Post by Wheelgarden on Sept 27, 2018 20:34:03 GMT -5
I tried and tried for years to grow rosemary, one of my favorite herbs, and failed miserably. My grandson planted two big ornamentals, and they have thrived. Beautiful, but they're not the good culinary sort.
Ah, but fortunately,
Mom has the key
For the best cookin' rosemary.
Gotta have it for potatoes, and I'm craving rosemary biscuits real bad.
"Adopt the pace of Nature: her secret is patience." --- Ralph Waldo Emerson
Rosemary plants are sold at grocery stores for growing on windowsills. I bought one, planted it in the yard, and had a nice plant until the severe cold last winter. If the plant dies, I'll get another and start over.
Post by pepperhead212 on Sept 27, 2018 21:26:54 GMT -5
I got 3 rosemary plants from Richter's this spring, and the one I am growing in a 7 gal fabric pot is doing the best of all. I am planning on bringing it onto my back porch, and if it gets too cold, I'll bring it indoors briefly, before putting it out again. IMG_20180921_153826699 by pepperhead212, on Flickr
Here is one of the plants in the ground, which you can see the size of by that brick on the ground. I was actually taking it of the Sage, and you can see how large that got! IMG_20180915_153250783 by pepperhead212, on Flickr
Post by desertwoman on Sept 27, 2018 22:45:14 GMT -5
I grow Tuscan Blue rosemary. It needs less water than some, and is hardier- doing well down to about 15º. I planted a new plant last year next to the house up against a south facing wall, mulched it well and it wintered over beautifully.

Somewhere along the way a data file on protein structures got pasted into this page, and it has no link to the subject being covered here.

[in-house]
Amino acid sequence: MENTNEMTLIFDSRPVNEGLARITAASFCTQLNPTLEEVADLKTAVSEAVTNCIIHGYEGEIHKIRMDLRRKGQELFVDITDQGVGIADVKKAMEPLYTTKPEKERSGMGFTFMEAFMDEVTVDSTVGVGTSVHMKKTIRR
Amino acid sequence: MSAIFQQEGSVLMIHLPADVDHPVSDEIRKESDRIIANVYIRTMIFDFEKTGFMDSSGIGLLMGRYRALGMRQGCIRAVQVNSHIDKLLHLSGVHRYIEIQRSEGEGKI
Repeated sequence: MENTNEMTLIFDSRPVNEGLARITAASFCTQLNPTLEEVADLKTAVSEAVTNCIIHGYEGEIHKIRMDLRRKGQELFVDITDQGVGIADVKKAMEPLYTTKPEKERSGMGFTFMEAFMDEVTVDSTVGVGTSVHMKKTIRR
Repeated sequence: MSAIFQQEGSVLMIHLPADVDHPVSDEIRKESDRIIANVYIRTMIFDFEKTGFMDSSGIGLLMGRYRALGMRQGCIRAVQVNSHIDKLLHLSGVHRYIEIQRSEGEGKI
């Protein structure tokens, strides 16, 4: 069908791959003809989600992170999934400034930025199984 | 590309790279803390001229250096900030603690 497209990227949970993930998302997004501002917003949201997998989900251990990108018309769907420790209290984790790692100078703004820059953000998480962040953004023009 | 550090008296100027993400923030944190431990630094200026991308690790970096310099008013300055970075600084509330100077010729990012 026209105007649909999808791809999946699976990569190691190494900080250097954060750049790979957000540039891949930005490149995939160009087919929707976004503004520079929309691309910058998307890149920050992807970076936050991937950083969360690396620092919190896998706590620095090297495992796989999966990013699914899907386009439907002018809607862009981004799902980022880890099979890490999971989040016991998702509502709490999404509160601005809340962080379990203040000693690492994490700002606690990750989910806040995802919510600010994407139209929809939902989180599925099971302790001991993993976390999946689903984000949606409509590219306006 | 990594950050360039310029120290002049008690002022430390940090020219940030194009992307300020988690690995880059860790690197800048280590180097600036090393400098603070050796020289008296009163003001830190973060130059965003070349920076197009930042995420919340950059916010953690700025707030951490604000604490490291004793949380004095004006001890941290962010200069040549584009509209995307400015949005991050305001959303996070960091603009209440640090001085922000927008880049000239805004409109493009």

That can grow to 6 ft but can be pruned hard to keep them smaller.
I think the flavor is excellent.
Northern New Mexico Zone 6b (formerly Zone 5) Posting since 2005
Meanwhile, do you know of a particularly good variety for table spice?
I do not know the kinds of rosemary. From what I have read, though, the quality of rosemary depends on climate and soil. It is too hot, humid, and wet here to grow the best rosemary. I have been told that rosemary grows like a weed in Arizona.
Post by pepperhead212 on Sept 28, 2018 7:24:04 GMT -5
The variety I got from Richters.com is Hill Hardy, which they say is their mpst cold hardy, though I'll still assume 20°. Many years ago, I grew an Arp plant, which was supposed to be hardy to 0°, and it lived several winters, until it got down to 6°. Still, I never grew it again, because the flavor was not as good as the regular rosemary. The Hill Hardy is mich like the regular rosemary, that I got the plants for at local places, and the labels just said "rosemary".
I grew one plant for 13 years, then started 2 more; one eventually died, even though covered, but the other, and an air layered plant I started on it, lived about 17 years, until this last winter, when I couldn't get out to re-cover it. It is hardy to 20°,so if in places that don't get below this.
Post by SpringRain on Sept 28, 2018 16:46:19 GMT -5
I haven't grown rosemary in years, not b/c I didn't want to but b/c I didn't find a good spot for it in the garden. I did love caressing the leaves though. I used to go through the garden and rub the basil, sage, rosemary, lemon balm and mints. It was a nice fragrant walk.